Custerology: The Enduring Legacy of the Indian Wars and George Armstrong Custer

Paperback | October 1, 2008

byMichael A. Elliott

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On a hot summer day in 1876, George Armstrong Custer led the Seventh Cavalry to the most famous defeat in U.S. military history. Outnumbered and exhausted, the Seventh Cavalry lost more than half of its 400 men, and every soldier under Custer’s direct command was killed.

It’s easy to understand why this tremendous defeat shocked the American public at the time. But with Custerology, Michael A. Elliott tackles the far more complicated question of why the battle still haunts the American imagination today. Weaving vivid historical accounts of Custer at Little Bighorn with contemporary commemorations that range from battle reenactments to the unfinished Crazy Horse memorial, Elliott reveals a Custer and a West whose legacies are still vigorously contested. He takes readers to each of the important places of Custer’s life, from his Civil War home in Michigan to the site of his famous demise, and introduces us to Native American activists, Park Service rangers, and devoted history buffs along the way.  Elliott shows how Custer and the Indian Wars continue to be both a powerful symbol of America’s bloody past and a crucial key to understanding the nation’s multicultural present.
 
“[Elliott] is an approachable guide as he takes readers to battlefields where Custer fought American Indians . . . to the Michigan town of Monroe that Custer called home after he moved there at age 10 . . . to the Black Hills of South Dakota where Custer led an expedition that gave birth to a gold rush."—Steve Weinberg, Atlanta Journal-Constitution
 
“By ‘Custerology,’ Elliott means the historical interpretation and commemoration of Custer and the Indian Wars in which he fought not only by those who honor Custer but by those who celebrate the Native American resistance that defeated him. The purpose of this book is to show how Custer and the Little Bighorn can be and have been commemorated for such contradictory purposes.”—Library Journal
 
“Michael Elliott’s Custerology is vivid, trenchant, engrossing, and important. The American soldier George Armstrong Custer has been the subject of very nearly incessant debate for almost a century and a half, and the debate is multicultural, multinational, and multimedia. Mr. Elliott's book provides by far the best overview, and no one interested in the long-haired soldier whom the Indians called Son of the Morning Star can afford to miss it.”—Larry McMurtry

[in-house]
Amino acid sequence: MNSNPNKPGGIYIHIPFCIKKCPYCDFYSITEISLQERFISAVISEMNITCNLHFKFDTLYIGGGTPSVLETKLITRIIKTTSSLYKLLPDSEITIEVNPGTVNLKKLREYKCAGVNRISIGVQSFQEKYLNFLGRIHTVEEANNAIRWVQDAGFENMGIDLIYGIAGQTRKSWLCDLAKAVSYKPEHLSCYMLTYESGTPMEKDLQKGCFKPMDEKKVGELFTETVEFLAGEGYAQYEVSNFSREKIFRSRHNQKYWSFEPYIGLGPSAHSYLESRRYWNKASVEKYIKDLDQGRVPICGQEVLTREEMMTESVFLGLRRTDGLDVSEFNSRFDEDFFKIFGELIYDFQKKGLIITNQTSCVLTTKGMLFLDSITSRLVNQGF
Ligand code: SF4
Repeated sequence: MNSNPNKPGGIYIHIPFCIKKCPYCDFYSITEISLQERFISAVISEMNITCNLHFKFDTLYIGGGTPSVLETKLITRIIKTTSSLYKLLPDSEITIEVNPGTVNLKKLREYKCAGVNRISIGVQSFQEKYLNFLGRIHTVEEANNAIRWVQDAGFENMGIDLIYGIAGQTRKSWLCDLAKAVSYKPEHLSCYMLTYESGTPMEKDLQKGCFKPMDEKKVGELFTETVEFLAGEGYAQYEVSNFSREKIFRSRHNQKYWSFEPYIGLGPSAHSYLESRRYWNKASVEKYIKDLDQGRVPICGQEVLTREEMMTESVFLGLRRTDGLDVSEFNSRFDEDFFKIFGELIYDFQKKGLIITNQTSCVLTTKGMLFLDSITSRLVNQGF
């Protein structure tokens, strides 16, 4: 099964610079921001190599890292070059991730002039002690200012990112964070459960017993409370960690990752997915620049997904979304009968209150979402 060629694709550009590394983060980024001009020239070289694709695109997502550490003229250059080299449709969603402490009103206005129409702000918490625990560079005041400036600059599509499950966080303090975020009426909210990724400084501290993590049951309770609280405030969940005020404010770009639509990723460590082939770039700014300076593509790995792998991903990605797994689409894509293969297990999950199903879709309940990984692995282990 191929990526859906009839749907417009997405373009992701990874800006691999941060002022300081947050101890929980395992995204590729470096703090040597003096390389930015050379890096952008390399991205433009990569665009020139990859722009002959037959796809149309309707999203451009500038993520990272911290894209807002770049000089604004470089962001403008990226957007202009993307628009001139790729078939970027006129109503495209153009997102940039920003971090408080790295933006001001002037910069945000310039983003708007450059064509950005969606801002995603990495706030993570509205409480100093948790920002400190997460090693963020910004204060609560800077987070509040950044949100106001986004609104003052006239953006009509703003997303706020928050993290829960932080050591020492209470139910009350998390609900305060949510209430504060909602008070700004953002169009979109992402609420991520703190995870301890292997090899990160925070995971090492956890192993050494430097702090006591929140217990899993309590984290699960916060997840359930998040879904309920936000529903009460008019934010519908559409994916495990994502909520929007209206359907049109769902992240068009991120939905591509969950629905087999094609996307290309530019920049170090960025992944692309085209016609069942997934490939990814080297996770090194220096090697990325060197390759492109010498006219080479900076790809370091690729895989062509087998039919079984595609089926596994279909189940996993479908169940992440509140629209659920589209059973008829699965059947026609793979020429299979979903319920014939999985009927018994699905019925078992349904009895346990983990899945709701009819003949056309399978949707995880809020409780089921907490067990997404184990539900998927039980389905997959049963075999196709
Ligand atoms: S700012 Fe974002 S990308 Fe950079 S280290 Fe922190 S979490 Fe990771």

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From the Publisher

On a hot summer day in 1876, George Armstrong Custer led the Seventh Cavalry to the most famous defeat in U.S. military history. Outnumbered and exhausted, the Seventh Cavalry lost more than half of its 400 men, and every soldier under Custer’s direct command was killed.It’s easy to understand why this tremendous defeat shocked the Ame...

Michael A. Elliott is associate professor of English at Emory University. He is the author of The Culture Concept: Writing and Difference in the Age of Realism and coeditor of American Literary Studies: A Methodological Reader.

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Format:PaperbackDimensions:344 pages, 9 × 6 × 1.2 inPublished:October 1, 2008Publisher:University Of Chicago PressLanguage:English

The following ISBNs are associated with this title:

ISBN - 10:0226201473

ISBN - 13:9780226201474

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Extra Content

Table of Contents

List of Illustrations
Introduction
1 Ghost Dancing on Last Stand Hill: Crow Agency, Montana
2 Being Custer: Monroe, Michigan
3 Lives on the Plains: Cheyenne, Oklahoma
4 Into the Black Hills: Rapid City, South Dakota
5 Testimony in Translation: The Library
6 Little Bighorn Forever: Hardin, Montana • Garryowen, Montana
Epilogue: Indian Country
Acknowledgments
Notes
Works Cited
Index

Editorial Reviews

"By ''Custerology, '' Elliott means the historical interpretation and commemoration of Custer and the Indian Wars in which he fought not only by those who honor Custer but by those who celebrate the Native American resistance that defeated him. This is not a history or biography of Custer. The purpose of this book is to show how Custer and the Little Bighorn can be and have been commemorated for such contradictory purposes. Elliott accomplishes his task primarily by looking at particular current instances of public history associated with Custer battlefields, museums, and reenactments, although he does mention some books and films. Also running through the book is the question of whether any commemoration of Custer and the Indian Wars is still relevant in the multicultural world of the 21st century. Elliott argues that it is. Not for the uninitiated, this complex and multilayered work is best suited for upper-division undergraduates and above and for others who are interested in the meaning and significance of Custer in today''s world."--"Library Journal"